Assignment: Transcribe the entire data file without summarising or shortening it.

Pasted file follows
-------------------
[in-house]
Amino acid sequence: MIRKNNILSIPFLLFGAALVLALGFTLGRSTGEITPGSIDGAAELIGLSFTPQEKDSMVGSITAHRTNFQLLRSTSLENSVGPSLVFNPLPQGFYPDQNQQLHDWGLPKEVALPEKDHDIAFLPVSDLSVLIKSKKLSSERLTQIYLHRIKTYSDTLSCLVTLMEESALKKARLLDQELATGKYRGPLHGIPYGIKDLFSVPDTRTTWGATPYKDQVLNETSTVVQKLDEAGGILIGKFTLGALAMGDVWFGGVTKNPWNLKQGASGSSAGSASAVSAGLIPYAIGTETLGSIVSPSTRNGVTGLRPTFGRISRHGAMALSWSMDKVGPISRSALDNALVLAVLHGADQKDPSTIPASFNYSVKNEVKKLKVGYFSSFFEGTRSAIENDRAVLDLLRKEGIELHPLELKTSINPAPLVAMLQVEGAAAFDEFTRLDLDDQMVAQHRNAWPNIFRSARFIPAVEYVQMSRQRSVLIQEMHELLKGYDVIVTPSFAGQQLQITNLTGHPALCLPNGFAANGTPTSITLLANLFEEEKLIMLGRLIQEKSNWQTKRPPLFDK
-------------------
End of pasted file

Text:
[in-house]
Amino acid sequence: MIRKNNILSIPFLLFGAALVLALGFTLGRSTGEITPGSIDGAAELIGLSFTPQEKDSMVGSITAHRTNFQLLRSTSLENSVGPSLVFNPLPQGFYPDQNQQLHDWGLPKEVALPEKDHDIAFLPVSDLSVLIKSKKLSSERLTQIYLHRIKTYSDTLSCLVTLMEESALKKARLLDQELATGKYRGPLHGIPYGIKDLFSVPDTRTTWGATPYKDQVLNETSTVVQKLDEAGGILIGKFTLGALAMGDVWFGGVTKNPWNLKQGASGSSAGSASAVSAGLIPYAIGTETLGSIVSPSTRNGVTGLRPTFGRISRHGAMALSWSMDKVGPISRSALDNALVLAVLHGADQKDPSTIPASFNYSVKNEVKKLKVGYFSSFFEGTRSAIENDRAVLDLLRKEGIELHPLELKTSINPAPLVAMLQVEGAAAFDEFTRLDLDDQMVAQHRNAWPNIFRSARFIPAVEYVQMSRQRSVLIQEMHELLKGYDVIVTPSFAGQQLQITNLTGHPALCLPNGFAANGTPTSITLLANLFEEEKLIMLGRLIQEKSNWQTKRPPLFDK